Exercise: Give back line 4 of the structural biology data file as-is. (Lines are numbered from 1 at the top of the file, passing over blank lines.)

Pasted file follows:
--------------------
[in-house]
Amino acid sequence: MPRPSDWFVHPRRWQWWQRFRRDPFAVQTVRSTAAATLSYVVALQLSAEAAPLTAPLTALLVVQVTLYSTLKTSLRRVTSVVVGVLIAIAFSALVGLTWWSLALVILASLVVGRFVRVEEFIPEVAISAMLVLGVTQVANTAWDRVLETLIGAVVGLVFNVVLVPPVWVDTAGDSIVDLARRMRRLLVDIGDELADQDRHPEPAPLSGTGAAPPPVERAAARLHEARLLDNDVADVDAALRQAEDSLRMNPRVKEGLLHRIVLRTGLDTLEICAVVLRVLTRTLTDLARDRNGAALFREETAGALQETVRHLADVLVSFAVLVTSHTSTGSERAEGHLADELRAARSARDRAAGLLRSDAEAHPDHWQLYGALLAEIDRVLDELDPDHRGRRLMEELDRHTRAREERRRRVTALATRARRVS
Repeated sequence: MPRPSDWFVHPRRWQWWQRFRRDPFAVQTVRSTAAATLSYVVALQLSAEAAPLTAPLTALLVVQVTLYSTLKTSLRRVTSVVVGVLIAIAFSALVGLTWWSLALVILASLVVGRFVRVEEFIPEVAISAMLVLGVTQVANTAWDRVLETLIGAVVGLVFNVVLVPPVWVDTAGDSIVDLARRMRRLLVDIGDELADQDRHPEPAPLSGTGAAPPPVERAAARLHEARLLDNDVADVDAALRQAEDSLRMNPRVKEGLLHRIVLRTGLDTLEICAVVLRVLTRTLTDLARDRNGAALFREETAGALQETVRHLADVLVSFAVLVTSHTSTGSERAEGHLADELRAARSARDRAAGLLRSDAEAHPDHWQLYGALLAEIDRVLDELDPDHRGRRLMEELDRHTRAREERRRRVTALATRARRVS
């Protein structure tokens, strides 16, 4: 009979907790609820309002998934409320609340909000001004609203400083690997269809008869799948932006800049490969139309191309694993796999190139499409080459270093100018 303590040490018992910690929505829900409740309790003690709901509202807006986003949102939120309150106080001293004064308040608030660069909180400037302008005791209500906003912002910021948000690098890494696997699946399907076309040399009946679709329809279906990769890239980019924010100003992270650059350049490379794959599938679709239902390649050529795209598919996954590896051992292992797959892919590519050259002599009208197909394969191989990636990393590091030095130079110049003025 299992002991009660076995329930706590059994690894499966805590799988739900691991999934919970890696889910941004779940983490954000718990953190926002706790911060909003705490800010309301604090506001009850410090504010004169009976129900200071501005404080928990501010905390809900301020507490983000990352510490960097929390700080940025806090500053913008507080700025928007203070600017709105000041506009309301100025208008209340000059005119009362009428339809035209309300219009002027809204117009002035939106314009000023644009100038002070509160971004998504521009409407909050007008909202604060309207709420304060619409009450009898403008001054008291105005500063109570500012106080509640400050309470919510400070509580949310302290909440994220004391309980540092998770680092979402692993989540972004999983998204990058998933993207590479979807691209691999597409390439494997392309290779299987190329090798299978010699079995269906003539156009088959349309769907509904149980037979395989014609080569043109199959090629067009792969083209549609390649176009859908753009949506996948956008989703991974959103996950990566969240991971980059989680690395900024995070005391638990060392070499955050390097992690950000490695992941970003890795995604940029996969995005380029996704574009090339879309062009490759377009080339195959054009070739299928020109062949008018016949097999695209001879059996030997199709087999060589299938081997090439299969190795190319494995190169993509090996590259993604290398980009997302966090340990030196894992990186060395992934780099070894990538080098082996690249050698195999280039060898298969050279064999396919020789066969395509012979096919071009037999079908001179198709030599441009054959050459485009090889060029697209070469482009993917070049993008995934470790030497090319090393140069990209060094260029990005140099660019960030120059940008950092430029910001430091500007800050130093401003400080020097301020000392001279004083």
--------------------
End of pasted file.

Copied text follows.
């Protein structure tokens, strides 16, 4: 009979907790609820309002998934409320609340909000001004609203400083690997269809008869799948932006800049490969139309191309694993796999190139499409080459270093100018 303590040490018992910690929505829900409740309790003690709901509202807006986003949102939120309150106080001293004064308040608030660069909180400037302008005791209500906003912002910021948000690098890494696997699946399907076309040399009946679709329809279906990769890239980019924010100003992270650059350049490379794959599938679709239902390649050529795209598919996954590896051992292992797959892919590519050259002599009208197909394969191989990636990393590091030095130079110049003025 299992002991009660076995329930706590059994690894499966805590799988739900691991999934919970890696889910941004779940983490954000718990953190926002706790911060909003705490800010309301604090506001009850410090504010004169009976129900200071501005404080928990501010905390809900301020507490983000990352510490960097929390700080940025806090500053913008507080700025928007203070600017709105000041506009309301100025208008209340000059005119009362009428339809035209309300219009002027809204117009002035939106314009000023644009100038002070509160971004998504521009409407909050007008909202604060309207709420304060619409009450009898403008001054008291105005500063109570500012106080509640400050309470919510400070509580949310302290909440994220004391309980540092998770680092979402692993989540972004999983998204990058998933993207590479979807691209691999597409390439494997392309290779299987190329090798299978010699079995269906003539156009088959349309769907509904149980037979395989014609080569043109199959090629067009792969083209549609390649176009859908753009949506996948956008989703991974959103996950990566969240991971980059989680690395900024995070005391638990060392070499955050390097992690950000490695992941970003890795995604940029996969995005380029996704574009090339879309062009490759377009080339195959054009070739299928020109062949008018016949097999695209001879059996030997199709087999060589299938081997090439299969190795190319494995190169993509090996590259993604290398980009997302966090340990030196894992990186060395992934780099070894990538080098082996690249050698195999280039060898298969050279064999396919020789066969395509012979096919071009037999079908001179198709030599441009054959050459485009090889060029697209070469482009993917070049993008995934470790030497090319090393140069990209060094260029990005140099660019960030120059940008950092430029910001430091500007800050130093401003400080020097301020000392001279004083």